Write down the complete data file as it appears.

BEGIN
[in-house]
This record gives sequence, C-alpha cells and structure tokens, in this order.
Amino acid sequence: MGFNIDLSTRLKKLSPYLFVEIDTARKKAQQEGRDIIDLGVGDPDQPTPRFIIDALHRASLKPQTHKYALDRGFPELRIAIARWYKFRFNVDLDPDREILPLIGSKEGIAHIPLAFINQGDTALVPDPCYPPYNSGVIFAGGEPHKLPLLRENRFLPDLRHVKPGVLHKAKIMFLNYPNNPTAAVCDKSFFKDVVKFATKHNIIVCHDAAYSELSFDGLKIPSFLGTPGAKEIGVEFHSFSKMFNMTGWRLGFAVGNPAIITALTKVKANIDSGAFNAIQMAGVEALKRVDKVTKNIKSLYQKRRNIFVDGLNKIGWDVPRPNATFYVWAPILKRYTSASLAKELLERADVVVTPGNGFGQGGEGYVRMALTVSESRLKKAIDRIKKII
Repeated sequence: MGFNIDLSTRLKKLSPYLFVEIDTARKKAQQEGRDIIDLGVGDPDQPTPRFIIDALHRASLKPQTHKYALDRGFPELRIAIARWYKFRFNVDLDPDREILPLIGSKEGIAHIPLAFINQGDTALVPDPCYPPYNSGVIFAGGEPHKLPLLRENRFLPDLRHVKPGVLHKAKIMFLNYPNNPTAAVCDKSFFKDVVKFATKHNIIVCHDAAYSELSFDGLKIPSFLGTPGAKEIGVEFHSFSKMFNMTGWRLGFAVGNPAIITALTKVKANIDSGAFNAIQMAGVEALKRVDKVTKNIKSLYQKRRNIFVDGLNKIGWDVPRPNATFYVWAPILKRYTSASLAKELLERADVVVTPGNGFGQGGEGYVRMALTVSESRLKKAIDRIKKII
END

[in-house]
This record gives sequence, C-alpha cells and structure tokens, in this order.
Amino acid sequence: MGFNIDLSTRLKKLSPYLFVEIDTARKKAQQEGRDIIDLGVGDPDQPTPRFIIDALHRASLKPQTHKYALDRGFPELRIAIARWYKFRFNVDLDPDREILPLIGSKEGIAHIPLAFINQGDTALVPDPCYPPYNSGVIFAGGEPHKLPLLRENRFLPDLRHVKPGVLHKAKIMFLNYPNNPTAAVCDKSFFKDVVKFATKHNIIVCHDAAYSELSFDGLKIPSFLGTPGAKEIGVEFHSFSKMFNMTGWRLGFAVGNPAIITALTKVKANIDSGAFNAIQMAGVEALKRVDKVTKNIKSLYQKRRNIFVDGLNKIGWDVPRPNATFYVWAPILKRYTSASLAKELLERADVVVTPGNGFGQGGEGYVRMALTVSESRLKKAIDRIKKII
Repeated sequence: MGFNIDLSTRLKKLSPYLFVEIDTARKKAQQEGRDIIDLGVGDPDQPTPRFIIDALHRASLKPQTHKYALDRGFPELRIAIARWYKFRFNVDLDPDREILPLIGSKEGIAHIPLAFINQGDTALVPDPCYPPYNSGVIFAGGEPHKLPLLRENRFLPDLRHVKPGVLHKAKIMFLNYPNNPTAAVCDKSFFKDVVKFATKHNIIVCHDAAYSELSFDGLKIPSFLGTPGAKEIGVEFHSFSKMFNMTGWRLGFAVGNPAIITALTKVKANIDSGAFNAIQMAGVEALKRVDKVTKNIKSLYQKRRNIFVDGLNKIGWDVPRPNATFYVWAPILKRYTSASLAKELLERADVVVTPGNGFGQGGEGYVRMALTVSESRLKKAIDRIKKII